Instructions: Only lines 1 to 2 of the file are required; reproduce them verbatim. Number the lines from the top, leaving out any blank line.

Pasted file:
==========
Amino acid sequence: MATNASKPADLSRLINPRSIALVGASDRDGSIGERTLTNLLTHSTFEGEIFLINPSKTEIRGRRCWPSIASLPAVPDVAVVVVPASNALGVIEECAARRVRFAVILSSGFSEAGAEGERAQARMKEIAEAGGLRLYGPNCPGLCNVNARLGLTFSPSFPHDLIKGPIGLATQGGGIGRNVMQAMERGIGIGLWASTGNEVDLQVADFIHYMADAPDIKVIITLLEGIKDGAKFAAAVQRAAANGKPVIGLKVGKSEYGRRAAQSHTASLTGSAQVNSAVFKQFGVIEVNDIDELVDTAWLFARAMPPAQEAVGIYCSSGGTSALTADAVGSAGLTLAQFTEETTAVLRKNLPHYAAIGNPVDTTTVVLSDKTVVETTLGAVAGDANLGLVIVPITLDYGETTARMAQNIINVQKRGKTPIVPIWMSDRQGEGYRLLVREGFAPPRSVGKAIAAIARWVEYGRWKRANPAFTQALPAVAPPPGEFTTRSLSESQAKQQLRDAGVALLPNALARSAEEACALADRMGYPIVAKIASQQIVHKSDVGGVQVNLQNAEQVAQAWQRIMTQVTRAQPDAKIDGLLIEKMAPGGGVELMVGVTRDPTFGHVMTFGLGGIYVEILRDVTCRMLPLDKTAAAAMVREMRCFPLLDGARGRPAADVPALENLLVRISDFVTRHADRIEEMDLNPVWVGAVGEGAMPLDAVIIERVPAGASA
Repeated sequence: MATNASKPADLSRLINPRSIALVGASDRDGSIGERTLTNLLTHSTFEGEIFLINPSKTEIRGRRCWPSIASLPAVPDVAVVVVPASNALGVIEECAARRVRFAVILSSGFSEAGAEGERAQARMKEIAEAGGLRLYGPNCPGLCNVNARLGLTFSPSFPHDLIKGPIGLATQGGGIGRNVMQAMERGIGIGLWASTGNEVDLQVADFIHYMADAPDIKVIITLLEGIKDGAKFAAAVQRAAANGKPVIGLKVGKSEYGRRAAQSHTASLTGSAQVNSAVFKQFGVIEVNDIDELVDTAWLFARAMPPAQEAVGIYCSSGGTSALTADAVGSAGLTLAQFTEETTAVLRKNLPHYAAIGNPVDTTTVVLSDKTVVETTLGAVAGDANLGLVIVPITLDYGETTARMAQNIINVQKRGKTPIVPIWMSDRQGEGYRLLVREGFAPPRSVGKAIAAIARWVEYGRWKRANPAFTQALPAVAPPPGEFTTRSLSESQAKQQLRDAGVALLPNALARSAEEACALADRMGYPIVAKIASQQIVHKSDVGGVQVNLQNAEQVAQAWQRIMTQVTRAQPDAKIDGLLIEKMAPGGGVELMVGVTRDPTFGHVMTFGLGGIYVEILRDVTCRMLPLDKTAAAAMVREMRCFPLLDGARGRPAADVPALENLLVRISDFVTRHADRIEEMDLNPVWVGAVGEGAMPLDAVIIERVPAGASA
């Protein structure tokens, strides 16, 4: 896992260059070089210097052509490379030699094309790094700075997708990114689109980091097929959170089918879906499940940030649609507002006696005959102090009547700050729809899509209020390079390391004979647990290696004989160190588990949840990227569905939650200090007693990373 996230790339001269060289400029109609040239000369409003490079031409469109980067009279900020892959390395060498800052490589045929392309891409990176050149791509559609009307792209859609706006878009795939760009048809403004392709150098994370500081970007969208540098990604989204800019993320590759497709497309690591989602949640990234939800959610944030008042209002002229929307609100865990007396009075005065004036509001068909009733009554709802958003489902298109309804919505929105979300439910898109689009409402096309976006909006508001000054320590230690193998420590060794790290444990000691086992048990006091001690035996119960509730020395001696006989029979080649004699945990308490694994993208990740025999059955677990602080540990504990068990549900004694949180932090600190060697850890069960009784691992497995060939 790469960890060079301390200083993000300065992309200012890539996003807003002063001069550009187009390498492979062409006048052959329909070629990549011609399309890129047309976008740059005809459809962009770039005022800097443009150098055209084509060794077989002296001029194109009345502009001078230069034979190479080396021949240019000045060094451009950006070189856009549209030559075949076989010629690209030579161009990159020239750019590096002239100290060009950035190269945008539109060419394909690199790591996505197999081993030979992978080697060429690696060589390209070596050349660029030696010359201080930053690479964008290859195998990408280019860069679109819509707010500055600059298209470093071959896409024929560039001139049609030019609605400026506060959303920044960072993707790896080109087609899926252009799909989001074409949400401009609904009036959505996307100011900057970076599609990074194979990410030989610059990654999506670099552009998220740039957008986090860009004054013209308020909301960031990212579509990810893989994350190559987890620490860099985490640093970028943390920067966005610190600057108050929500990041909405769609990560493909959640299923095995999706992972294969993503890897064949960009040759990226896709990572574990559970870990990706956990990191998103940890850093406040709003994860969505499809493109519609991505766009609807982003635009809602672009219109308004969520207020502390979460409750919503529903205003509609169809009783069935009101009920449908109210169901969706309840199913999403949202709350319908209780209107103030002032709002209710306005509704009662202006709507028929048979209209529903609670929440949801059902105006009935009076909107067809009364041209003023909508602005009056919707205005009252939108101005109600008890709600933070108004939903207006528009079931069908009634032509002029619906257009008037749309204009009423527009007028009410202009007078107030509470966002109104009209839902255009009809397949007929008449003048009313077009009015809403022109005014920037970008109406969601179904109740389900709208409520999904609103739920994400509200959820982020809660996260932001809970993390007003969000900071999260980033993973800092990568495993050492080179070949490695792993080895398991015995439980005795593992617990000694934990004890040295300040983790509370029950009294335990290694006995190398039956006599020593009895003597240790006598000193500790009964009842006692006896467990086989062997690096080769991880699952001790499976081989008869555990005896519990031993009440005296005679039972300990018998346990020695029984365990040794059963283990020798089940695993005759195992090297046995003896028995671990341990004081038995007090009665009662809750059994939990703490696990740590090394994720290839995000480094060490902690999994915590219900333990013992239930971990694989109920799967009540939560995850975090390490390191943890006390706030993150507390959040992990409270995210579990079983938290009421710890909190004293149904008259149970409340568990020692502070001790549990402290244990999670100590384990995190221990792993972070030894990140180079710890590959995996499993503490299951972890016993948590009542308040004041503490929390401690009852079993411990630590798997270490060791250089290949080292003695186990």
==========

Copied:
Amino acid sequence: MATNASKPADLSRLINPRSIALVGASDRDGSIGERTLTNLLTHSTFEGEIFLINPSKTEIRGRRCWPSIASLPAVPDVAVVVVPASNALGVIEECAARRVRFAVILSSGFSEAGAEGERAQARMKEIAEAGGLRLYGPNCPGLCNVNARLGLTFSPSFPHDLIKGPIGLATQGGGIGRNVMQAMERGIGIGLWASTGNEVDLQVADFIHYMADAPDIKVIITLLEGIKDGAKFAAAVQRAAANGKPVIGLKVGKSEYGRRAAQSHTASLTGSAQVNSAVFKQFGVIEVNDIDELVDTAWLFARAMPPAQEAVGIYCSSGGTSALTADAVGSAGLTLAQFTEETTAVLRKNLPHYAAIGNPVDTTTVVLSDKTVVETTLGAVAGDANLGLVIVPITLDYGETTARMAQNIINVQKRGKTPIVPIWMSDRQGEGYRLLVREGFAPPRSVGKAIAAIARWVEYGRWKRANPAFTQALPAVAPPPGEFTTRSLSESQAKQQLRDAGVALLPNALARSAEEACALADRMGYPIVAKIASQQIVHKSDVGGVQVNLQNAEQVAQAWQRIMTQVTRAQPDAKIDGLLIEKMAPGGGVELMVGVTRDPTFGHVMTFGLGGIYVEILRDVTCRMLPLDKTAAAAMVREMRCFPLLDGARGRPAADVPALENLLVRISDFVTRHADRIEEMDLNPVWVGAVGEGAMPLDAVIIERVPAGASA
Repeated sequence: MATNASKPADLSRLINPRSIALVGASDRDGSIGERTLTNLLTHSTFEGEIFLINPSKTEIRGRRCWPSIASLPAVPDVAVVVVPASNALGVIEECAARRVRFAVILSSGFSEAGAEGERAQARMKEIAEAGGLRLYGPNCPGLCNVNARLGLTFSPSFPHDLIKGPIGLATQGGGIGRNVMQAMERGIGIGLWASTGNEVDLQVADFIHYMADAPDIKVIITLLEGIKDGAKFAAAVQRAAANGKPVIGLKVGKSEYGRRAAQSHTASLTGSAQVNSAVFKQFGVIEVNDIDELVDTAWLFARAMPPAQEAVGIYCSSGGTSALTADAVGSAGLTLAQFTEETTAVLRKNLPHYAAIGNPVDTTTVVLSDKTVVETTLGAVAGDANLGLVIVPITLDYGETTARMAQNIINVQKRGKTPIVPIWMSDRQGEGYRLLVREGFAPPRSVGKAIAAIARWVEYGRWKRANPAFTQALPAVAPPPGEFTTRSLSESQAKQQLRDAGVALLPNALARSAEEACALADRMGYPIVAKIASQQIVHKSDVGGVQVNLQNAEQVAQAWQRIMTQVTRAQPDAKIDGLLIEKMAPGGGVELMVGVTRDPTFGHVMTFGLGGIYVEILRDVTCRMLPLDKTAAAAMVREMRCFPLLDGARGRPAADVPALENLLVRISDFVTRHADRIEEMDLNPVWVGAVGEGAMPLDAVIIERVPAGASA